Addressing these norms will require us to be brave and bold. As the CEO of Plan said at the launch event for our Gender Report this week, “We will need to tackle issues such as sexual abuse and incest if we’re to get to grips with gender equality in its entirety”. As Chelsea Clinton said “If girls don’t see strong, competent female teachers, engineers, and film stars, they won’t imagine themselves as that.”
- The most well known manifestation of gender inequality is child marriage and early pregnancy, on which some data exist. We can also track legislation on the issue that needs to be strengthened. If existing laws on age of marriage were enforced, this would result in an overall 15% increase in years of schooling in South and West Asia and a 39% increase in sub-Saharan Africa.
- The GMR penned a policy paper on the complex definition of school-related gender based violence and the need for better data on the issue. In the future we plan to track where countries are including policies to address this issue in their education plans, as all members of UNESCO’s Executive Board signed up to do last year.
- It is also important to track where there are direct or hidden costs for education that can disadvantage girls in particular where families’ resources are limited. The GMR found that among 50 countries with data, households are covering on average almost a third of the cost of education.
- We can analyse the state of school infrastructure, such as access to schools and to water and sanitation. A one-hour reduction in the time spent walking to a water source increases girls’ enrolment by 18-19% in Pakistan and 8-9% in Yemen. The construction of single-sex toilets also has been found a positive impact on the share of female teachers at schools, which may indirectly benefit girls.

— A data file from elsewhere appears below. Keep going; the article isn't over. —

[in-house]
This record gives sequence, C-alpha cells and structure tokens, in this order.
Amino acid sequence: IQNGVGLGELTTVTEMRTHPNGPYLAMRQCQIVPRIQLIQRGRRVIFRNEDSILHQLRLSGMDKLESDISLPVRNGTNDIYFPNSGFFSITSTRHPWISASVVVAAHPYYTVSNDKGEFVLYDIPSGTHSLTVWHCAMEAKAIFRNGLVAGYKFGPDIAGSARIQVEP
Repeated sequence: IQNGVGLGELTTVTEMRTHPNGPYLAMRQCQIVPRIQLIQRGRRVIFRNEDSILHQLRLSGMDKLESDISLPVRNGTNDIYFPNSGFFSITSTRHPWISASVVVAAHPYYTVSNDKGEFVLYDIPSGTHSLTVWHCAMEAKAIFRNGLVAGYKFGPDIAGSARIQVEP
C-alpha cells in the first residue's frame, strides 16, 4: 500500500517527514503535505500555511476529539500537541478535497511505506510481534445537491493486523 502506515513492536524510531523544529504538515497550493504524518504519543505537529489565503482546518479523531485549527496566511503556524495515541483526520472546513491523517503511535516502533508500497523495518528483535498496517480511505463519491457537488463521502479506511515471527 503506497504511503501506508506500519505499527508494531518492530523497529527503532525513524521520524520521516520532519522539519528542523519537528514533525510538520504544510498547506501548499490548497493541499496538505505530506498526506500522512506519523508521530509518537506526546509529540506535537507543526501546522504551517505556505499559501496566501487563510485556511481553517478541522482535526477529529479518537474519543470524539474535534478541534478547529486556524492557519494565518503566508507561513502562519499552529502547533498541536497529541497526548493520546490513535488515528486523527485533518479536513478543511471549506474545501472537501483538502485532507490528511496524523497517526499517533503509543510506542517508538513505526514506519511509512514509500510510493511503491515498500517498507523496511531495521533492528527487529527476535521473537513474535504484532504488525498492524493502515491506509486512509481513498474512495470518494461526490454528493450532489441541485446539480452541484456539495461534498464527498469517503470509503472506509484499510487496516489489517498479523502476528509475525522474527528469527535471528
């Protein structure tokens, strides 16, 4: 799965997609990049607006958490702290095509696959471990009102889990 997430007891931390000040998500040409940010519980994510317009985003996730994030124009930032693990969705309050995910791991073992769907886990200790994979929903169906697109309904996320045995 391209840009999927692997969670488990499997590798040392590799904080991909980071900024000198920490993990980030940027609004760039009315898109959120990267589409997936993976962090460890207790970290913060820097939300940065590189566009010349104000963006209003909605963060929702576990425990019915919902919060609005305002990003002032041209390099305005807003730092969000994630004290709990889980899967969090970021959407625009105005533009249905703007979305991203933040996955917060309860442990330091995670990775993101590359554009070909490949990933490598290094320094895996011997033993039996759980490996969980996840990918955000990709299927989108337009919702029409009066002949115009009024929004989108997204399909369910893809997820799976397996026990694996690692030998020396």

- We can include data on the persistence of a gendered division of child labour. Girls are more likely to combine schooling and household work. In many countries, this increases the possibility of dropping out or repeating grades, and often puts them at particular risk of early marriage.
- Also important is increasing the number of female teachers, and training all teachers in gender-sensitive teaching, both policies can have an important influence on girls’ education. A study in 30 developing countries found that increasing the proportion of female teachers in a district increased girls’ access and retention in education, particularly in rural areas.
The new GEM Report team will support the UNGEI initiative to develop a broader theory of change and a proposal for a measurement and monitoring framework. This should include mapping the existing and missing data and defining clear indicators.
Such initiatives will support GEM Report plans to develop an overall monitoring framework for all education-related SDG targets for 2016. This is absolutely essential if we are to effectively track progress towards gender equality in the future.